796 F2d 854 Goostree v. State of Tennessee
796 F.2d 854
42 Fair Empl.Prac.Cas. 1154,
40 Empl. Prac. Dec. P 36,293, 5 Fed.R.Serv.3d 447
Sarah M. GOOSTREE, Plaintiff-Appellant (84-5752),
STATE OF TENNESSEE, et al., Defendants,
Montgomery County, Tennessee, Defendant-Appellant (84-5869),
Montgomery County Quarterly Court, et al.,
Nos. 84-5752, 84-5869.
United States Court of Appeals,
Argued May 5, 1986.
Decided July 17, 1986.
Stafford McNamee, Jr. (argued), Bass, Berry and Sims, Henry Haile, Nashville, Tenn., for Montgomery County, Tenn., Montgomery County Quarterly Court, et al.
Callis L. Childs (argued), Conway, Ark., for Sarah M. Goostree.
Before ENGEL, CONTIE and RYAN, Circuit Judges.
CONTIE, Circuit Judge.
Sarah M. Goostree, plaintiff, and Montgomery County, Tennessee, defendant, appeal from orders of the district court entering judgment in favor of defendants on Goostree's complaint alleging sex discrimination in violation of Title VII, 42 U.S.C. Sec. 2000e et seq., and the civil rights statutes, 42 U.S.C. Secs. 1983, 1985, and denying defendant's motion for costs. For the reasons that follow, the judgment of the district court is affirmed in part and reversed in part.
On September 6, 1978, Sarah M. Goostree filed a complaint against the State of Tennessee, Montgomery County, the Montgomery County Quarterly Court, the Court Nursing Home Committee, Arthur Hunt, Mercer McKinney, Lorenza Collier, George Watson, William O. Beach, Mike Allen, Raymond F. Jarrell, and Don R. Van Meter asserting jurisdiction pursuant to 28 U.S.C. Secs. 1331, 1343(a)(3), 42 U.S.C. Secs. 1983, 1985(3). Hunt, McKinney and Collier were members of the Quarterly Court and nursing home committee, over which Beach presided. Watson was administrator for the Tennessee Board of Licensure of Health Care Facilities. Allen was the personnel director of Montgomery County. Jarrell was the administrator of the Montgomery County Nursing Home for twenty years prior to the events giving rise to this action. Don Van Meter was an assistant administrator at the home under Jarrell, and was appointed to replace Jarrell. In Count I, Goostree alleged that she was told by Jarrell, when she inquired about the administrator's position at the nursing home, that "the Administrator should be a man, and, further, that he was at that time training a man for the job." Goostree alleged that the selection process was discriminatory in violation of the Fourteenth Amendment and 42 U.S.C. Sec. 1983. In Count II, Goostree alleged violation of 42 U.S.C. Sec. 1985(3), and, in Count III, alleged violation of 42 U.S.C. Sec. 1986. Counts IV through VI alleged pendent state claims. On February 22, 1979, the district court dismissed the State of Tennessee and George Watson from the case. Defendant Collier was also dismissed from the case with prejudice.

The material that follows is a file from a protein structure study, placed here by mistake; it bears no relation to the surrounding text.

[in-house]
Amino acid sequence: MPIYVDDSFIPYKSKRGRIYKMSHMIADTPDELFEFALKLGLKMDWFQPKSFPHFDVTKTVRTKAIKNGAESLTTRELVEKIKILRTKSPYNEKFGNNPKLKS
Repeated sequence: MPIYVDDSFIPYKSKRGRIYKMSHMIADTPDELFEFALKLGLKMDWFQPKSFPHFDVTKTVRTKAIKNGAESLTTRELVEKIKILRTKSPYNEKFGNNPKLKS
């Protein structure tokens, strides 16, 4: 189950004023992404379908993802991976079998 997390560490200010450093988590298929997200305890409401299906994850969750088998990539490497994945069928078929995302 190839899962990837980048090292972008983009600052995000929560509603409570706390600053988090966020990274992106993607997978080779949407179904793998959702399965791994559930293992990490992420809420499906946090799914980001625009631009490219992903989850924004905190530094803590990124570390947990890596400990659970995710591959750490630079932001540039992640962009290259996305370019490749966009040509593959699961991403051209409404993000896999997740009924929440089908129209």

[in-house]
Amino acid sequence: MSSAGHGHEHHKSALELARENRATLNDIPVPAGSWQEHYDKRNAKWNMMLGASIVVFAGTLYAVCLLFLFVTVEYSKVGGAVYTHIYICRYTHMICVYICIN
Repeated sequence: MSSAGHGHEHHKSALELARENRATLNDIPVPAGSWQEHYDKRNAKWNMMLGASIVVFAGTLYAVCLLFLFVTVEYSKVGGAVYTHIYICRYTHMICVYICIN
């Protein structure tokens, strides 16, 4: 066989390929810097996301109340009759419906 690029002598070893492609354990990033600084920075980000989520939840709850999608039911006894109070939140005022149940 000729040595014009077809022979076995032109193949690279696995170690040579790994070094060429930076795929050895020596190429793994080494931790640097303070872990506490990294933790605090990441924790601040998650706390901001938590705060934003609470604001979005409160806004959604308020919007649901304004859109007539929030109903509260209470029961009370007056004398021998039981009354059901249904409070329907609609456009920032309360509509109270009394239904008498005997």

Trial was held in December 1980 at which the following testimonial and documentary evidence was adduced.
The advertisement for the administrator position ran in the August 2, 1977 Clarksville Leaf Chronicle and indicated applications would be accepted until August 12. The ad read:
Applicants must possess or be in the process of obtaining an Administrator's license from the State of Tennessee. This position requires top administrative and supervisory ability. Experience in nursing home or hospital administration desired.
Don Van Meter's letter of July 19, 1977 to George Watson indicated "[i]t was the intention of the facility and myself, at the time of employment, to train me to replace the present administrator." The remainder of the letter reflects Van Meter's belief unequivocally that he would be the next administrator and that he was seeking permission to be licensed temporarily on behalf of the committee. On September 2, after Van Meter's call of September 1, Watson wrote that "[t]he Board of Licensing Health Care Facilities will accept an interim administrator, who is pursuing the obtaining of a license for a reasonable time provided the nursing home continues to operate in a satisfactory manner."
The minutes of the July 21, 1977 committee meeting attended by Hunt and McKinney set out the following five guidelines for hiring a new administrator.
1. Possess or be in the process of obtaining a Nursing Home Administrator License from the State of Tennessee.
2. Possess or be in the process of obtaining a Water and Waste Water License from the State of Tennessee.
3. Ability and experience in Nursing Home Administration. (Accounting and budgeting procedures, supervision of personnel, hiring and terminating personnel, maintaining federal and state nursing home standards, bids and contracts procedures.)
4. Knowledge in plant maintenance, to assist and advise maintenance personnel in plant maintenance.
5. Provide security for the Nursing Home at all times.